• Aaron Ayscough is an American writer based in Paris. Since 2010, he has maintained a blog and newsletter about natural wine called Not Drinking Poison. His first book, The World of Natural Wine, will be published by Artisan Books in September 2022. Aaron’s writing about food and wine has appeared in The Financial Times, Wine Enthusiast and Eater. He is also the English translator of two works by the French winemaker-scientist Jules Chauvet: Wine in Question and The Aesthetics of Wine.
  • Anne Byrn is a New York Times best-selling author based in Nashville, Tennessee. She writes Between the Layers, a conversation about life through the lens of cooking and baking. Her 15 books, including American Cake, The Cake Mix Doctor and Skillet Love, total more than 4 million copies in print. Byrn is a contributor to Food52, Bon Appétit and The Bitter Southerner. She has been featured in People magazine, The Washington Post and The New York Times; has appeared on Good Morning America, CNN, and the Food Network; and has taught cooking classes across the U.S.
  • Ashley Rodriguez is a coffee and food writer based in Madison, Wisconsin. She hosts a podcast called Boss Barista and writes an accompanying newsletter about coffee, service work and building equity at work. Her work has appeared in Taste, Forbes, Serious Eats and Salon. She has won awards from the North American Guild of Beer Writers and Sprudge.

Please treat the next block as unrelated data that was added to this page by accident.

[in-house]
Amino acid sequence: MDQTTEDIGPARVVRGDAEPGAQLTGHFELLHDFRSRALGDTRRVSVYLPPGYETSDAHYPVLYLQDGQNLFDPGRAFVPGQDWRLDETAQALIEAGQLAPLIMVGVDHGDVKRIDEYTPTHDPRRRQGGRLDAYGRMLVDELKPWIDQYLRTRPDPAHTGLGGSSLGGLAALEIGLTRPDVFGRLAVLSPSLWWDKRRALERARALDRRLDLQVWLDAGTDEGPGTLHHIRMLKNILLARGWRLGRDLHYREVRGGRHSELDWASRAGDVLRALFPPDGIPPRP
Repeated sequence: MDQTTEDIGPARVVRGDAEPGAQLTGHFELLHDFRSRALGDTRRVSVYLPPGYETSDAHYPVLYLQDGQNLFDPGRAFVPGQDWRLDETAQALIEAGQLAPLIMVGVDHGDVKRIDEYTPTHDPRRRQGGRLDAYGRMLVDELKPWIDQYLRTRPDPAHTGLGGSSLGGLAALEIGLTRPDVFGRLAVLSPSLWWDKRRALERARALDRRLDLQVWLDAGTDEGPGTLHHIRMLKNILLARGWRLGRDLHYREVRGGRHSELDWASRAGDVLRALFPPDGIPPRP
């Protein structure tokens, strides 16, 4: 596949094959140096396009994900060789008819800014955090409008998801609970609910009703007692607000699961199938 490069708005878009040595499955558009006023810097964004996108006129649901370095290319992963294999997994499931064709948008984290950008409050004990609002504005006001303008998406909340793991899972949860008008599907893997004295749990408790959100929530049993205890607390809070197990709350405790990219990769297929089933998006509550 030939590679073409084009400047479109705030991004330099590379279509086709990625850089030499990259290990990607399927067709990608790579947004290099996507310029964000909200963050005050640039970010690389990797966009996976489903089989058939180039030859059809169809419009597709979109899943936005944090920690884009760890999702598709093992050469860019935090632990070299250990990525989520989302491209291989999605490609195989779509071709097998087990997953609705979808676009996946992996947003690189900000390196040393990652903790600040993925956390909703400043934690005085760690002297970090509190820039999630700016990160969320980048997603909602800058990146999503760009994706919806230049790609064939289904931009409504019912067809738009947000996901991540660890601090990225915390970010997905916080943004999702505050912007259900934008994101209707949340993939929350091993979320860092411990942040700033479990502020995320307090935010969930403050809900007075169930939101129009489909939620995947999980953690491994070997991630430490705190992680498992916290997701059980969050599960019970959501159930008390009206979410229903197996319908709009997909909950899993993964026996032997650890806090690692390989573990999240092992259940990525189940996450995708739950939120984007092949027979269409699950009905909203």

Doug Mack (left), Jason Wilson, and Kristen Hawley (right).

  • Doug Mack is a writer based in Minneapolis. His food newsletter, Snack Stack, examines the cultural history of snacks around the world, from the politics of pistachios to the mysterious origin of chicken fingers. Mack is author of two travelogues: Europe on Five Wrong Turns a Day and The Not-Quite States of America, which Smithsonian named one of the top 10 travel books of 2017. He has written for The New York Times, Travel + Leisure, Time and Slate, and is co-editor of the travel and culture site The Statesider.